* Besides custom duty and VAT, there are several contributions (Covid-19 Solidarity Fund, etc.,) that are factored in the retail prices of petrol and diesel, which have recently been raised. Consumer groups and concerned citizens have suggested that the taxes and contributions could have been either reduced or withheld to cushion the impact of higher fuel prices. That sounds reasonable, but can it be forced on the Government through a legal challenge if it were to decide otherwise?
Unless the challenger has a personal interest, he will not be able to challenge the decision. Like him there are many persons who are aggrieved.
* It appears that there is broader scope for aggrieved citizens/groups in the Indian context to contest the government’s decisions and advance human rights and equality, or raise issues of broad public concern through the mechanism of Public Interest Litigation (PIL). PIL is also growing at a significant pace in Kenya, Tanzania, and Uganda since it’s seen to offer a “serious and sustainable antidote to the three countries’ experiences of authoritarian rule, judicial lethargy, and community marginalization”. What is PIL about and are there limits to its application?
According to one definition, Public Interest Litigation is a petition that an individual or a non-government organisation or citizen groups, can file in court with a view of seeking justice on an issue that has a larger public interest. It aims at giving common people an access to the judiciary to obtain legal redress for a greater cause.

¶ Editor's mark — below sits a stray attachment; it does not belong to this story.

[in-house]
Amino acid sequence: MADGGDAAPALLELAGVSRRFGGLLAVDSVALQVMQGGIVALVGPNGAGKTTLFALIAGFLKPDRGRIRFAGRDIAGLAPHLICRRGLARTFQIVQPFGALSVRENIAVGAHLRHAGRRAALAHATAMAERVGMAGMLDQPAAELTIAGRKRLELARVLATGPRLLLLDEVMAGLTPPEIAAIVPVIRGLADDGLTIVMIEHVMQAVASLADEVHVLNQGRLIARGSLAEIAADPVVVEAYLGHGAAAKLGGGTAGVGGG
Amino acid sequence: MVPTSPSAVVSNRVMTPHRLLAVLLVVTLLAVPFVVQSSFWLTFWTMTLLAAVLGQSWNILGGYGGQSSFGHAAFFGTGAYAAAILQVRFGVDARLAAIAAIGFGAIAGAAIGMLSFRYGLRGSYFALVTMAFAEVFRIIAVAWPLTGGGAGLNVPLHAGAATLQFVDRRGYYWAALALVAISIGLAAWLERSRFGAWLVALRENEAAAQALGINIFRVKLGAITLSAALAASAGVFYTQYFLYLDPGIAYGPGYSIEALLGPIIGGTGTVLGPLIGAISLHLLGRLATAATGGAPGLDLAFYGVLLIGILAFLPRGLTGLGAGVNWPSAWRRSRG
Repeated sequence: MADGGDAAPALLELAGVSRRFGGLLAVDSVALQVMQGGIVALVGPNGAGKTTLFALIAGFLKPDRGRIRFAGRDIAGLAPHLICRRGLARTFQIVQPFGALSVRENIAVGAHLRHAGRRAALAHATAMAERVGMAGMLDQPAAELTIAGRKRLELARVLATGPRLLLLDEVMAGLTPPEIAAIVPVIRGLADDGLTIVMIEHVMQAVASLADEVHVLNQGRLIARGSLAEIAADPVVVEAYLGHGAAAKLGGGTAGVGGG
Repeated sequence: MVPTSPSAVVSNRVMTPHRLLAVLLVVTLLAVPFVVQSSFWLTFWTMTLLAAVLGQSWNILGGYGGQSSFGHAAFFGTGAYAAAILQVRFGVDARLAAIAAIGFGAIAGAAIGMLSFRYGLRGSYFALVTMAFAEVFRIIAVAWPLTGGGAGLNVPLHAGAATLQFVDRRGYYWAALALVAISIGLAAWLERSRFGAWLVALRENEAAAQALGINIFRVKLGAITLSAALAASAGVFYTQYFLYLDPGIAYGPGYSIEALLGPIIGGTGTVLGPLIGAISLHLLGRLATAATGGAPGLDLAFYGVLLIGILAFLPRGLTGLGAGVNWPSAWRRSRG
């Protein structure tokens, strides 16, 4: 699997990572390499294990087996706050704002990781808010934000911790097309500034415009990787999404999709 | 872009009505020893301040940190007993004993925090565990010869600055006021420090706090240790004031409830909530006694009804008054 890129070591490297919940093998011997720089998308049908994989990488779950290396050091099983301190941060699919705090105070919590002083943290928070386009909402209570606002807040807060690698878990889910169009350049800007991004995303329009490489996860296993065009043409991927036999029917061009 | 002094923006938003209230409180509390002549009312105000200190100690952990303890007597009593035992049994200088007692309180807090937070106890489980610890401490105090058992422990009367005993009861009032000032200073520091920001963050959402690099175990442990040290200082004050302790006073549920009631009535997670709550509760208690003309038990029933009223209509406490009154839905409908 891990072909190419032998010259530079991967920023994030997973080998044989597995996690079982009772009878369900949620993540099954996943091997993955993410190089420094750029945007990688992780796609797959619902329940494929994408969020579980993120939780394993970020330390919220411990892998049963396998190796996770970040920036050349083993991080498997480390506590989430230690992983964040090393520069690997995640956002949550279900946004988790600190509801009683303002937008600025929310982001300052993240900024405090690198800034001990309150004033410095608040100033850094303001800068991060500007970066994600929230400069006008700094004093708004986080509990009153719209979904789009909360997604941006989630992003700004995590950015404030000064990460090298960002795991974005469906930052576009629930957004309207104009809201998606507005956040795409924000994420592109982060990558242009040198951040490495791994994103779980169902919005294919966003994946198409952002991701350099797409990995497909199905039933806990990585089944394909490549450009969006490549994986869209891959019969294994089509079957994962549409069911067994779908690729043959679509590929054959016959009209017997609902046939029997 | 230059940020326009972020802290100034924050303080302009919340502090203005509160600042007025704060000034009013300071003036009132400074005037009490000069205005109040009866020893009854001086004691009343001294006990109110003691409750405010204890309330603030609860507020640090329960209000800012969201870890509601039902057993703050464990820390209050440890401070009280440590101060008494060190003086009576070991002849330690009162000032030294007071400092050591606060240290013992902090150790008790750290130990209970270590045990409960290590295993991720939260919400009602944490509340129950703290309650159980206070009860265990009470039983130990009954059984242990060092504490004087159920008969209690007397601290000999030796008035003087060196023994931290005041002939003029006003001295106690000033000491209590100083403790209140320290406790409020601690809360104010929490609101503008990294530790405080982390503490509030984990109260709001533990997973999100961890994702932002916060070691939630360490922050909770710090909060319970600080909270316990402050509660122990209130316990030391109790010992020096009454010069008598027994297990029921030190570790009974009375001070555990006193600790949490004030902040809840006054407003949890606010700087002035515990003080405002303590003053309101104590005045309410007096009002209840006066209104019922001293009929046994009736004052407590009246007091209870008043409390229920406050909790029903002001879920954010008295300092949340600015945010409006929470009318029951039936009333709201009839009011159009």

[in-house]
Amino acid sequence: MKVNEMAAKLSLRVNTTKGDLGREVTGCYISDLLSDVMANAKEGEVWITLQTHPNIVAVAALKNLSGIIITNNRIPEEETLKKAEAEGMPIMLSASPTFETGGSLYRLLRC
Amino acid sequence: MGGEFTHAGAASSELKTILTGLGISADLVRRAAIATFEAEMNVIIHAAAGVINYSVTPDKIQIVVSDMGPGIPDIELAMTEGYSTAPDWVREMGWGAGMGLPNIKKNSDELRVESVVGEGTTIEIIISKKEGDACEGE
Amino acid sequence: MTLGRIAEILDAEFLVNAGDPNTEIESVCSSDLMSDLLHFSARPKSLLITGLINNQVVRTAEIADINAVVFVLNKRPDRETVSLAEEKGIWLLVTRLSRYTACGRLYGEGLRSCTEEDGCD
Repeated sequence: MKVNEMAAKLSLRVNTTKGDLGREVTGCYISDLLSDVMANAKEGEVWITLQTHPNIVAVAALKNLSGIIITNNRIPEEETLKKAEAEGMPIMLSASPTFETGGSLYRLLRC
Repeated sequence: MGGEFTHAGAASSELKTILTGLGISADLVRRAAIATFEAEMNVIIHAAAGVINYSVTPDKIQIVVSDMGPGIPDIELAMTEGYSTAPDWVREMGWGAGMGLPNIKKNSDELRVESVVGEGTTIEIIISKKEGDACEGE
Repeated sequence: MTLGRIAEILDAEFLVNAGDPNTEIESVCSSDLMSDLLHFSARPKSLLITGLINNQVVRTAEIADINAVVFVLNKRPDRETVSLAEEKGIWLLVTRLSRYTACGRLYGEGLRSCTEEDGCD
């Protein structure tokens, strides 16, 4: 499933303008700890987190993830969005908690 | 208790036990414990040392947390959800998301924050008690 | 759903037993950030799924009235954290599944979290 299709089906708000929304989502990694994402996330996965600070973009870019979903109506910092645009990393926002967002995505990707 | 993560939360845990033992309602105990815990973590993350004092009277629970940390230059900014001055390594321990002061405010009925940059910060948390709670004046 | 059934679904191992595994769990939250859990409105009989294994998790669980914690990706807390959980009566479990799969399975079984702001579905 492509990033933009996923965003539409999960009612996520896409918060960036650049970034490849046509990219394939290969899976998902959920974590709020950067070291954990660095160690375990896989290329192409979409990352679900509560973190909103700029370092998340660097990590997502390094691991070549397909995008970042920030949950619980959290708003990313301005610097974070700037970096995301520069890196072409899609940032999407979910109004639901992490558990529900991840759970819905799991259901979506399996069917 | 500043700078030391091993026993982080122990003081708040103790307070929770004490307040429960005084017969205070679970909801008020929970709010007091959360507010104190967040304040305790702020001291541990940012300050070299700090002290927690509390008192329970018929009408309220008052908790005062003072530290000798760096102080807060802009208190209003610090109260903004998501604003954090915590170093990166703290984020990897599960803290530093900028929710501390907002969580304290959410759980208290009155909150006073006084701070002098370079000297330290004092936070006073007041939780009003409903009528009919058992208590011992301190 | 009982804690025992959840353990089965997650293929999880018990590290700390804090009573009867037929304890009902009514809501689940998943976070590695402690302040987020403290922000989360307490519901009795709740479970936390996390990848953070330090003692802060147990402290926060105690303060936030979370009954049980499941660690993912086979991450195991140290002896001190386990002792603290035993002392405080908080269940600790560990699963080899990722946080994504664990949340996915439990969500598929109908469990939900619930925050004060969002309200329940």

PIL is not defined in any legislation. It is the result of judicial activism initiated by the Supreme Court of India, and refers to litigation undertaken to secure public interest and demonstrates the availability of justice to socially-disadvantaged parties. Introduced by Justice P. N. Bhagwati, it’s a relaxation on the traditional rule of locus standi.
* There is however the view that PIL may open the floodgate of all manner of litigations even vexatious and irrelevant ones, and hamper the proper functioning of the government. What’s your take on that?
There is that risk and it is for judges to control any floodgate. Since PIL is the use of the law to advance human rights and equality, or raise issues of broad public concern, it will be open to a judge to determine whether these criteria are met without however adopting the ultra-conservative approach our Supreme Court has taken in matters of locus standi.